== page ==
He Loved Me And Died For Me

Galatians 2: 11 – 21.

Amidst a glaringly candid narrative of an earlier reprehensible encounter at Antioch between the apostles, Peter and Paul, and by implication, James (Gal 2:11-12), Paul interjected one of Scriptures’ most profound dictum (viz., Gal 2:20). What was the underlying factor which initiated this rather remarkable declaration? Some clarification of the Antioch incident may be necessary. The arrival of Jewish believers sent by James from Jerusalem, on a fact-finding mission, altered Peter’s behaviour towards dining with Gentile believers. Barnabas, Paul’s co-worker, and other Jewish members, likewise, withdrew from eating with non-Jews. The controversy was over kosher meal preparation and dining arrangements that were exclusive to the Jews. Peter, despite his earlier visions with respect to Cornelius, which categorically included Gentiles into the faith community (Acts 10), seemed to vacillate in the presence of representatives from the mother church. His apparent chauvinism launched Paul into a confrontation with racial and theological overtones (Gal 2:15-21), propounding that Jewish believers are not made righteous with God by observing the law, but through faith in Jesus Christ. So, if they no longer observed the detailed tenets of the law, they were not sinning against the law because they had died to the law through Christ. Christ bore their punishment at the cross and paid the price for their sins – He fulfilled the law on their behalf and set them free from the curse of the law (c.f., Gal 3:11-14; Gal 3:22-29). In reality, Christ by His Spirit lives in us, and in living our lives, we, ought only to express Him exclusively (Gal 2:20; John 14;15-17).

The importance of a true representation of the gospel was a priority over any apostolic harmony, as misrepresenting it, totally undercuts the basis of our salvation, of sins forgiven, and reconciliation with God, irrespective of Jew or Gentile (c.f., Gal 1:8-9). James and Peter did not anticipate how the Gentiles’ coming into the faith would complicate Jewish practices at the time. But Paul had thought through its repercussions, having experienced the interactions between the Christian Jewish diaspora with Gentile believers during his first missionary journey in Asia Minor, and had taught about it among the Galatian cluster of churches. Nevertheless, the controversies persisted, until the Council at Jerusalem finally settled them. In humility and with the wise guidance of the Holy Spirit, the leaders in the mother church decided to chart a new course in matters of practice with respect to the law for all believers (Acts 15:1-21). Even today, issues to do with the law and the practice of faith, quite apart from the theological elements which may undergird them, has not always been clear-cut to delineate and accommodate the perplexities of the modern life. However, what we can be certain is that the practice of Biblical truth cannot be devoid of the presence of agape.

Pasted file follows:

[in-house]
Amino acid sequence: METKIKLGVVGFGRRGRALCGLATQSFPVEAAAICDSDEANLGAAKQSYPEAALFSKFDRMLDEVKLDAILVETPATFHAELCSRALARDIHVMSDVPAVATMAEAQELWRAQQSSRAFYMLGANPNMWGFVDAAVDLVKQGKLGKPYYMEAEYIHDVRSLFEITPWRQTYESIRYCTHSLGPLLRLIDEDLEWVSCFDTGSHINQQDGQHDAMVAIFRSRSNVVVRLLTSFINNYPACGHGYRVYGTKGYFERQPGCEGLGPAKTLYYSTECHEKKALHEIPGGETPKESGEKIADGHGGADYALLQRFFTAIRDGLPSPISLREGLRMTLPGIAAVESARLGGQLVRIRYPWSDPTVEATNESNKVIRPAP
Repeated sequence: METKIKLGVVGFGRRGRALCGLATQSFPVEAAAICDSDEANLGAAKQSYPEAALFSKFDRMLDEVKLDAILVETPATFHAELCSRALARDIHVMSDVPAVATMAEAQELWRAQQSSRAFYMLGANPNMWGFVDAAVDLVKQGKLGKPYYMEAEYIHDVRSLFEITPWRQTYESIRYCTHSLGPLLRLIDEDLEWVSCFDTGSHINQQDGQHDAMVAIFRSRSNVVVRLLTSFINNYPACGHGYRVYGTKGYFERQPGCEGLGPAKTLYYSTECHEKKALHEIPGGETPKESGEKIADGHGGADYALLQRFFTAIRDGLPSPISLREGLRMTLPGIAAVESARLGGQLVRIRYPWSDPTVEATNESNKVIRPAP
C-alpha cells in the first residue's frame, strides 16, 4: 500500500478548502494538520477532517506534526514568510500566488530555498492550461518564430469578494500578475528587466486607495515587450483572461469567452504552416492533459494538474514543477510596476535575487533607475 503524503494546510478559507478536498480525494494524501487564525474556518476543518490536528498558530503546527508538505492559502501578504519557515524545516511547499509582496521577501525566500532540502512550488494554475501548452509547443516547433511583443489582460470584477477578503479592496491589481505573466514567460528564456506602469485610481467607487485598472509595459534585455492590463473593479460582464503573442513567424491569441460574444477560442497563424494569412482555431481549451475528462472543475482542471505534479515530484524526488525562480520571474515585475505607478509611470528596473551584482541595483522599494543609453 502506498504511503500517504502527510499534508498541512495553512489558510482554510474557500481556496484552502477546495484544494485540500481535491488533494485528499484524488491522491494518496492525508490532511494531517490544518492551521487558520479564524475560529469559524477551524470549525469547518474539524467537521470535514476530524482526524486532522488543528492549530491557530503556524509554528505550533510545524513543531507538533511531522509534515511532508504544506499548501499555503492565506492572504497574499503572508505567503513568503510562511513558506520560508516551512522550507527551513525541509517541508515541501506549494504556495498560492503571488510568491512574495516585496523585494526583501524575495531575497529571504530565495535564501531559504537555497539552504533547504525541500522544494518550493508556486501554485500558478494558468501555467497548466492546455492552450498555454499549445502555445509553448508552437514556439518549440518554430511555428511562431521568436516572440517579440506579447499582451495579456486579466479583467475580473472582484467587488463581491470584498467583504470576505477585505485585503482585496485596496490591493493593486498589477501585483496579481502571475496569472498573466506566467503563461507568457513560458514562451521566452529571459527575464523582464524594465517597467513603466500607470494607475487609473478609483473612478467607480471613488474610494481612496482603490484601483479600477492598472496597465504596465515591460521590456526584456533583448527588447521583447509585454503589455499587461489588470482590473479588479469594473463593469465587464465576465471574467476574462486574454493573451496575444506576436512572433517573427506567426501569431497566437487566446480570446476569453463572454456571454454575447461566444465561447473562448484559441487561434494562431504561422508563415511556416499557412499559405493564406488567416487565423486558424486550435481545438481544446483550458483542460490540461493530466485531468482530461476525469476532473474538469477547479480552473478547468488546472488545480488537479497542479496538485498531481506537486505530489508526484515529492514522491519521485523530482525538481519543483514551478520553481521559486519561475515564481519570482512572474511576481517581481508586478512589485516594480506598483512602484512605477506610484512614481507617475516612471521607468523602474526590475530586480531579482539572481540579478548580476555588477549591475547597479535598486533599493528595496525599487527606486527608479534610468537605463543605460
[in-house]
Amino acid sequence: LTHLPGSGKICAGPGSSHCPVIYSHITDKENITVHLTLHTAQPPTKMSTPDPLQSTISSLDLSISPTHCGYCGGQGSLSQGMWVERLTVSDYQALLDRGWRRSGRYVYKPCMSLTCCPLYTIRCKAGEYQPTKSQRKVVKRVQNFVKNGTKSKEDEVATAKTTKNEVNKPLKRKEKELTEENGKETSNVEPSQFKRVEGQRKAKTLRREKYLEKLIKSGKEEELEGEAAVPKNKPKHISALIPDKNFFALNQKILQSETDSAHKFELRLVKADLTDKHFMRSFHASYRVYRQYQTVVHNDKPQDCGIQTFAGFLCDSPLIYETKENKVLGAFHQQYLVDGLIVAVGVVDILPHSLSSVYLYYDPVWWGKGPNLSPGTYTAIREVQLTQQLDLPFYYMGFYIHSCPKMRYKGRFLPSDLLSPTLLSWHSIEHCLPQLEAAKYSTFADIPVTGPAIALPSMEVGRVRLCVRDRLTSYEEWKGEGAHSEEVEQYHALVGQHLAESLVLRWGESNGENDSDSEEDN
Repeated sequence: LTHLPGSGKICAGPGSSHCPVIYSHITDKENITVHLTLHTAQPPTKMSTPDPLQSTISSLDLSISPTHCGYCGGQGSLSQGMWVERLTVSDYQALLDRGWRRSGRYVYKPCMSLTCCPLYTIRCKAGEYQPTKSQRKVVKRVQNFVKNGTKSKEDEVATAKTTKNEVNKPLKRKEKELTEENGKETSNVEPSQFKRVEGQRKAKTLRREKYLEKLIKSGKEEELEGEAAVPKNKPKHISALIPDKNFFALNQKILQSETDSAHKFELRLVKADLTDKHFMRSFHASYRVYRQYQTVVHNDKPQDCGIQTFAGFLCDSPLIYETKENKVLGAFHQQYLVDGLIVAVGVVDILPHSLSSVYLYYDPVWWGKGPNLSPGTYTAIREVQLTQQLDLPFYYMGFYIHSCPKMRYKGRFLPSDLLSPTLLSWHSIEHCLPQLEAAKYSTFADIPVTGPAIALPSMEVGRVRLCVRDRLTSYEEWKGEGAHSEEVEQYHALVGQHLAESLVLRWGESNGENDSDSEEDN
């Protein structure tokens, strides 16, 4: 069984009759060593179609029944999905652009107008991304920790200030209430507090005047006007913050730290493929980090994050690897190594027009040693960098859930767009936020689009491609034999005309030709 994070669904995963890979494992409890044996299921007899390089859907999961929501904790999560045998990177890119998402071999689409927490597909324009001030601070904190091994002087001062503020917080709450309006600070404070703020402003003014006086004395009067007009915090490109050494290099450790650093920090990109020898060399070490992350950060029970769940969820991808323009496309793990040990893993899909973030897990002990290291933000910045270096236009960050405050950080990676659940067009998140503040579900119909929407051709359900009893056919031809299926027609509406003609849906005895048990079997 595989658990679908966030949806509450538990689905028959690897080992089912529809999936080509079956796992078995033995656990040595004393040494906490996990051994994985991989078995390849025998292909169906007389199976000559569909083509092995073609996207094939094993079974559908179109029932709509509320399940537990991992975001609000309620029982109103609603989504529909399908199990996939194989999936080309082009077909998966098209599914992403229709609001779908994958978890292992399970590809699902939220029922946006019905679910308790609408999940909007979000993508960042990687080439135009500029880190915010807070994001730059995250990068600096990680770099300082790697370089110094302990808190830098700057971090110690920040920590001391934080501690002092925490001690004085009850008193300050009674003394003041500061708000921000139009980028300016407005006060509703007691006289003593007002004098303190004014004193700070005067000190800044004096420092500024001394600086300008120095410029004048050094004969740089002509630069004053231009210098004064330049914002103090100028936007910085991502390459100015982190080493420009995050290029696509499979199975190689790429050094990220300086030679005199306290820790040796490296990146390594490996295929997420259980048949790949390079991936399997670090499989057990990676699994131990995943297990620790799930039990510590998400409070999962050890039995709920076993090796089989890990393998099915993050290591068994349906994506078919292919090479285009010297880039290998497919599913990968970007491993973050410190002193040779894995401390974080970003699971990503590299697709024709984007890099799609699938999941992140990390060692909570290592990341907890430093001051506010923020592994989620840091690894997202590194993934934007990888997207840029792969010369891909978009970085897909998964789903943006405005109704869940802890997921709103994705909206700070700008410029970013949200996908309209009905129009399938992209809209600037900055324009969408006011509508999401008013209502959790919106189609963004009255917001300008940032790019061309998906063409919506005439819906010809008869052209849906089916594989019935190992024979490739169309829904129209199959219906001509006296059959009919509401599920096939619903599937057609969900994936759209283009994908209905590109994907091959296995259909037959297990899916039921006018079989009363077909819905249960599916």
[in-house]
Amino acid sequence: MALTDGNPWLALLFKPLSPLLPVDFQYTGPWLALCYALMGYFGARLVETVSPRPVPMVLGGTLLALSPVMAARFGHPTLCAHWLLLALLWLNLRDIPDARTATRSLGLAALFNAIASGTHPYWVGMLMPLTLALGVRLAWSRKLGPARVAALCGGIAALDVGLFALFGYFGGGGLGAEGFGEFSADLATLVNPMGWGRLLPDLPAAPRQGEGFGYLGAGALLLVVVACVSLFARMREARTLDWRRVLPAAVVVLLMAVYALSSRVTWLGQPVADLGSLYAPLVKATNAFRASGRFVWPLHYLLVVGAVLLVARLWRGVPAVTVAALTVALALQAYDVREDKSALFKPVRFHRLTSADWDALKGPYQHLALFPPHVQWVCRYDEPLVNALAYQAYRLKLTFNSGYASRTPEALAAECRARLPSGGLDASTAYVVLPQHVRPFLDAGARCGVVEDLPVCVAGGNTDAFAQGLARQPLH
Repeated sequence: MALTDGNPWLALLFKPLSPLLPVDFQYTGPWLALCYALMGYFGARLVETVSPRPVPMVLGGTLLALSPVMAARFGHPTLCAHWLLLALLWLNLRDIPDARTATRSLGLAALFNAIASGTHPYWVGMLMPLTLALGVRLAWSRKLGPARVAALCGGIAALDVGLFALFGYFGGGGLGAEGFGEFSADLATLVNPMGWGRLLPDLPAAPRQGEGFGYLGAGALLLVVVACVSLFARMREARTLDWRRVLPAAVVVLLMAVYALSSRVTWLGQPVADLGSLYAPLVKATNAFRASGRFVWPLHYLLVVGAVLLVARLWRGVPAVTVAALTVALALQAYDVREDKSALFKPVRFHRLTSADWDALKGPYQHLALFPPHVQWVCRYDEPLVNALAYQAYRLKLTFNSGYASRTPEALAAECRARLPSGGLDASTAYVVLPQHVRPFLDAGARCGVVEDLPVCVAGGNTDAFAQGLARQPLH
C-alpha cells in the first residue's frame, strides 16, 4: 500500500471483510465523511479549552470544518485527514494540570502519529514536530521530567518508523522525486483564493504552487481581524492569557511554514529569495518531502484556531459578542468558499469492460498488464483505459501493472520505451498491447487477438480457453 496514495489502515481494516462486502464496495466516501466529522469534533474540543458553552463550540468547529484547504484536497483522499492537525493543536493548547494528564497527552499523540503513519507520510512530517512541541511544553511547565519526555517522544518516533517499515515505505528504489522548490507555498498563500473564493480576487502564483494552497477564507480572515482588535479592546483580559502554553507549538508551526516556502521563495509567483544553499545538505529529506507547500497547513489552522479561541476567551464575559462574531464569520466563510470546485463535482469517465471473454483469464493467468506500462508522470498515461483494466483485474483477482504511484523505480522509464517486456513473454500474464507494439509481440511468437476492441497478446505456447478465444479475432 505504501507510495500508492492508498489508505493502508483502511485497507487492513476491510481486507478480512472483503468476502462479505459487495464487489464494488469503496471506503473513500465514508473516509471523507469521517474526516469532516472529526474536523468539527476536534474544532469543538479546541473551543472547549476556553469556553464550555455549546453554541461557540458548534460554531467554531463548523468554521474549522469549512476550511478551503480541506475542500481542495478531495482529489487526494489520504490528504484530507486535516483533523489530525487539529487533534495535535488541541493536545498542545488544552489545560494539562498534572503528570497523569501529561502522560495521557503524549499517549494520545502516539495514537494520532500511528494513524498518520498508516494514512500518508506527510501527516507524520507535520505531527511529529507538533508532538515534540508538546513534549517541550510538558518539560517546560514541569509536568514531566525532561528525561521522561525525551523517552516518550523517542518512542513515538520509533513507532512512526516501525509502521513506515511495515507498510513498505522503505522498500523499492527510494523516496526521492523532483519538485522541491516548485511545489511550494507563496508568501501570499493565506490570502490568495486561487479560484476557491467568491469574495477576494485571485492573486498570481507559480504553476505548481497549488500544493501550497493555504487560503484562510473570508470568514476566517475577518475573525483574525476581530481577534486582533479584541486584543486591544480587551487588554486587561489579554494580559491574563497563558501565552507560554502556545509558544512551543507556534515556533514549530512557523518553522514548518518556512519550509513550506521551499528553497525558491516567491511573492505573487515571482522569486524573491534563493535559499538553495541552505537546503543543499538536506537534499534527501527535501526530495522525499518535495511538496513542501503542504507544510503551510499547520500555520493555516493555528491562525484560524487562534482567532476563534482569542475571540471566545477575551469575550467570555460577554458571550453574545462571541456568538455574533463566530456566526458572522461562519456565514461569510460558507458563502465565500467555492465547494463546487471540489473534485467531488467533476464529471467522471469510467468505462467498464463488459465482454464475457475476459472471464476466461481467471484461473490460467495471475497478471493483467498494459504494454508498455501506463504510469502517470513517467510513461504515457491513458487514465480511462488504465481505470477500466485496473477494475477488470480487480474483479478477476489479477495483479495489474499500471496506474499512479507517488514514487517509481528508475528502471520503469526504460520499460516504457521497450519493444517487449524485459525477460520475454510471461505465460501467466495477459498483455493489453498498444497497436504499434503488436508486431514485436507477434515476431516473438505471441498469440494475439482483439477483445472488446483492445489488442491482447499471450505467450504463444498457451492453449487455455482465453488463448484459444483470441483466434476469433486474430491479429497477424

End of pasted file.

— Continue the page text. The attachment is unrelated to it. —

To be more like Jesus is to learn to walk in step with His Holy Spirit on the basis of His substitutionary atonement, with the unswerving love of Christ practiced in all walks of life. That was how the Apostle Paul saw himself, as a model for the Galatian believers, when he declared that “I have been crucified with Christ, and it is no longer I who live, but Christ lives in me; and the life which I now live in the flesh I live by faith in the Son of God, who loved me and gave Himself up for me” (Gal 2:20). The gospel is the commencement of a faith process in discipleship that leads us towards spiritual maturation in community with other believers (c.f., Eph 3:16-19); a transformation that would eventually make us more Christ-like (Gal 4:19). That is the consequence of Jesus’ death and resurrection (viz., our justification and sanctification) – the fruit of the Cross of Christ.